Talk Talk Talk Talk Talk Myself to Death: Has the War in Iraq Received a Summer Replacement?

Sunday, July 30, 2006

Has the War in Iraq Received a Summer Replacement?

Back in the days of the TV variety show, the networks would schedule summer replacement series instead of reruns of the variety shows themselves. Glen Campbell's TV show started as a summer replacement for the Smothers Brothers, and believe it or not, one year The Jackie Gleason Show's summer replacement show was The Prisoner! It feels like that's what's been happening in the Middle East lately. The fighting on and across the Israeli-Lebanese border is currently the big story, but it seems to me that there's still a war on somewhere else, isn't there? It seems that way to Frank Rich, too. In today's New York Times, he investigates "The Peculiar Disappearance of the War in Iraq":

CNN will surely remind us today that it is Day 19 of the Israel-Hezbollah war — now branded as Crisis in the Middle East — but you won't catch anyone saying it's Day 1,229 of the war in Iraq. On the Big Three networks' evening newscasts, the time devoted to Iraq has fallen 60 percent between 2003 and this spring, as clocked by the television monitor, the Tyndall Report. On Thursday, Brian Williams of NBC read aloud a "shame on you" e-mail complaint from the parents of two military sons anguished that his broadcast had so little news about the war.

This is happening even as the casualties in Iraq, averaging more than 100 a day, easily surpass those in Israel and Lebanon combined. When Nouri al-Maliki, the latest Iraqi prime minister, visited Washington last week to address Congress, he too got short TV shrift — a mere five sentences about the speech on ABC's "World News." The networks know a rerun when they see it. Only 22 months earlier, one of Mr. Maliki's short-lived predecessors, Ayad Allawi, had come to town during the 2004 campaign to give a similarly empty Congressional address laced with White House-scripted talking points about the war's progress. Propaganda stunts, unlike "Law & Order" episodes, don't hold up on a second viewing.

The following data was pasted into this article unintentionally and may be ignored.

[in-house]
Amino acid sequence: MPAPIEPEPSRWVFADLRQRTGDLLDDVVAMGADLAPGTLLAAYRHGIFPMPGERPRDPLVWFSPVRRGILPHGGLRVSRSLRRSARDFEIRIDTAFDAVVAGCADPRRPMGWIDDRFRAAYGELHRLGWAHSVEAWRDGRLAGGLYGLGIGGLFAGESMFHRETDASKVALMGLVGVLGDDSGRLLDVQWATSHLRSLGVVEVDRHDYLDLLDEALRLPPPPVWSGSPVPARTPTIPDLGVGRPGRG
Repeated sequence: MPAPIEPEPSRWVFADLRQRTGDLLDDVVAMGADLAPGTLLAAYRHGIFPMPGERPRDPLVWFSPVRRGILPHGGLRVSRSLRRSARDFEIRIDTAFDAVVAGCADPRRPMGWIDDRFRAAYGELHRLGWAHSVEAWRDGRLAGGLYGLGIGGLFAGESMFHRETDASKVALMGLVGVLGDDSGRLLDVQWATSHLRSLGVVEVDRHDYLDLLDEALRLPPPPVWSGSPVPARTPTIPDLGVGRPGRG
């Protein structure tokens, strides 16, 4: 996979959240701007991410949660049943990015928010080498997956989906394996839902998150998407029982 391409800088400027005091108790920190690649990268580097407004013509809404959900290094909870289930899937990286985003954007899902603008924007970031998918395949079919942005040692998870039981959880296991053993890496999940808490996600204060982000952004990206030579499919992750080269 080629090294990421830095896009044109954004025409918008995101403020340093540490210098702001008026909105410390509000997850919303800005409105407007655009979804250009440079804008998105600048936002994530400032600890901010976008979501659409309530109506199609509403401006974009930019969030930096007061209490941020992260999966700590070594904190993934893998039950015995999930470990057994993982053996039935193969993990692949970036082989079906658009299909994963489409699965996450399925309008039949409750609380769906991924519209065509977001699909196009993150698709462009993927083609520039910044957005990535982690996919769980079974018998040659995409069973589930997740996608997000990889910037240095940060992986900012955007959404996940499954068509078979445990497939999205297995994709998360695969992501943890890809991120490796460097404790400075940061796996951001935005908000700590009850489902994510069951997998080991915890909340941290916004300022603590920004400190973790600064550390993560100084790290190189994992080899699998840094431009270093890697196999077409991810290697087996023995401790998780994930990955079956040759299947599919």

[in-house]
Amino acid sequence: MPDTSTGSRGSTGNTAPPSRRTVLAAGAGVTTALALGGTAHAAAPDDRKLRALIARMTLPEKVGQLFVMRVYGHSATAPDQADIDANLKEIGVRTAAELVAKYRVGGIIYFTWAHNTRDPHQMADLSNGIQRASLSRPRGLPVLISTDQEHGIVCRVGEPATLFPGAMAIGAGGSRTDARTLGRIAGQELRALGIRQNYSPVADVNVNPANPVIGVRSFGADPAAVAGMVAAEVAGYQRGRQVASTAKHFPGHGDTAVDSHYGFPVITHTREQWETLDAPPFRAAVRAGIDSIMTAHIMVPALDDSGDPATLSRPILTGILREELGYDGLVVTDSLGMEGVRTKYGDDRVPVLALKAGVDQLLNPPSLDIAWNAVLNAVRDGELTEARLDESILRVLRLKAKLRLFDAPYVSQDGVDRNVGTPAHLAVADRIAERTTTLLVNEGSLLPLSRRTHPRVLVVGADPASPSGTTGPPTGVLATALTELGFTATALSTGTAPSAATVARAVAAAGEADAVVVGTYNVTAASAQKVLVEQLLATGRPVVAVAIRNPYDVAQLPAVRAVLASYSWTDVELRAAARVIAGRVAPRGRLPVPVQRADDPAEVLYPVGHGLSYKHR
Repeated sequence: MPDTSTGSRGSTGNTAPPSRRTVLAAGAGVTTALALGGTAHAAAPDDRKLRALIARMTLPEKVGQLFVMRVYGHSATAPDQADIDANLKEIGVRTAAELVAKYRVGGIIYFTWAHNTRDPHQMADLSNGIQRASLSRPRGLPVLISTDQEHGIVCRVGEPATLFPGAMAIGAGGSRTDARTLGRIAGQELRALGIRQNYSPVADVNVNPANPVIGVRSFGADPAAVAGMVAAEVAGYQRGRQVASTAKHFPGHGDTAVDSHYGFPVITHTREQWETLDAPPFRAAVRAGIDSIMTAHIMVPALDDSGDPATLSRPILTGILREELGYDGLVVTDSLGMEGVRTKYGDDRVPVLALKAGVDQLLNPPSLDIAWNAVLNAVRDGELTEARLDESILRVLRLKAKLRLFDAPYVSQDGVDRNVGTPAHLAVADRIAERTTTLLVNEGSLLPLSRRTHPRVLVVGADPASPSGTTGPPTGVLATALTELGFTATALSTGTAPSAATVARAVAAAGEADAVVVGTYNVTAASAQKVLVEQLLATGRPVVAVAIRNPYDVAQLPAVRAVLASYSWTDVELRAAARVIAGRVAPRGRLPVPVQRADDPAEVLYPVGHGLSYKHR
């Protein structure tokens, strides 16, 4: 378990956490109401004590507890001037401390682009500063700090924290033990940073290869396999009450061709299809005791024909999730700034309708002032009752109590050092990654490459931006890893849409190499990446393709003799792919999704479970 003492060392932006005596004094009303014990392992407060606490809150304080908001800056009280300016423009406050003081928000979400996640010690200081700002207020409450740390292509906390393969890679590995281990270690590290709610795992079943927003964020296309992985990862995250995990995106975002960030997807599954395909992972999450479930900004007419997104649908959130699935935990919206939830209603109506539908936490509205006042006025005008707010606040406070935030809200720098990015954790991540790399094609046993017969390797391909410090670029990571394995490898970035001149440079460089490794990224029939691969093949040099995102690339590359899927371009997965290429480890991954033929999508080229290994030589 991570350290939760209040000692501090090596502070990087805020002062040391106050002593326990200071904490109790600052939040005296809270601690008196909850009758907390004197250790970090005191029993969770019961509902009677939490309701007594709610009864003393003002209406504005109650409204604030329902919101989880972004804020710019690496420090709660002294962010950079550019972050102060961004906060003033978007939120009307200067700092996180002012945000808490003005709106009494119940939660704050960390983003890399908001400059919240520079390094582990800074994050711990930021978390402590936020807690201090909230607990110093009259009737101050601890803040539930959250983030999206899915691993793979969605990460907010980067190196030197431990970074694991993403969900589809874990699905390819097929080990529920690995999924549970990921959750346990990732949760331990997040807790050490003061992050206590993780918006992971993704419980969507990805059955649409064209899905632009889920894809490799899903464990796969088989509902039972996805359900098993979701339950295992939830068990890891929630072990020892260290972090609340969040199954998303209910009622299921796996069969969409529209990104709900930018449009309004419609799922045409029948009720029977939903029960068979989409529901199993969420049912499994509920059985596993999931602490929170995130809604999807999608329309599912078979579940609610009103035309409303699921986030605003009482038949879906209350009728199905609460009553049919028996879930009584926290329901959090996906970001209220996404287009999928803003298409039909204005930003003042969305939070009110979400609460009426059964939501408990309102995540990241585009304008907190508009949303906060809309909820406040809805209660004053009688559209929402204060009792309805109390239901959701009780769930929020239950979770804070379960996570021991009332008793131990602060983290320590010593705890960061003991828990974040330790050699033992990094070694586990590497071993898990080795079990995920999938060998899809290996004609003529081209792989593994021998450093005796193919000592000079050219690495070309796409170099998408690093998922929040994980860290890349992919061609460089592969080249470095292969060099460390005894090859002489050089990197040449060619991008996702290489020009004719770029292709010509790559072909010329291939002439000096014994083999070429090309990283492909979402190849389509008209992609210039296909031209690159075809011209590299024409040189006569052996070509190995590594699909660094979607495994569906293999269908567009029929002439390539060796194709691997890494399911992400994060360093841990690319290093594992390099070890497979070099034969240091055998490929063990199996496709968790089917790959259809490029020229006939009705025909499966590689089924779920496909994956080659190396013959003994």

The steady falloff in Iraq coverage isn't happenstance. It's a barometer of the scope of the tragedy. For reporters, the already apocalyptic security situation in Baghdad keeps getting worse, simply making the war more difficult to cover than ever. The audience has its own phobia: Iraq is a bummer. "It is depressing to pay attention to this war on terror," said Fox News's Bill O'Reilly on July 18. "I mean, it's summertime." Americans don't like to lose, whatever the season. They know defeat when they see it, no matter how many new plans for victory are trotted out to obscure that reality.

Rich goes on to metaphorically link the American public's lack of interest with the war's lack of coherence. We've been given several reasons for being there, none of which holds up to much examination. The violence gets worse, the civil war grows more ferocious, so denial seems more and more the only strategy worth pursuing. The Prez has already said that he's not planning to withdraw before he leaves office, so it's not really news that he's got no obvious strategy or particular outcome in mind. If he can't even maintain the interest in the details of the war, why should anyone expect the rest of us too? If it weren't for the massive loss of life and limb that's doing nothing but grow and grow, ignoring the whole thing might almost seem like a reasonable response. I'm sure the Iraq War will be back in the fall with the rest of the new TV season. (Read the full Frank Rich column this week at Wealthy Frenchman).


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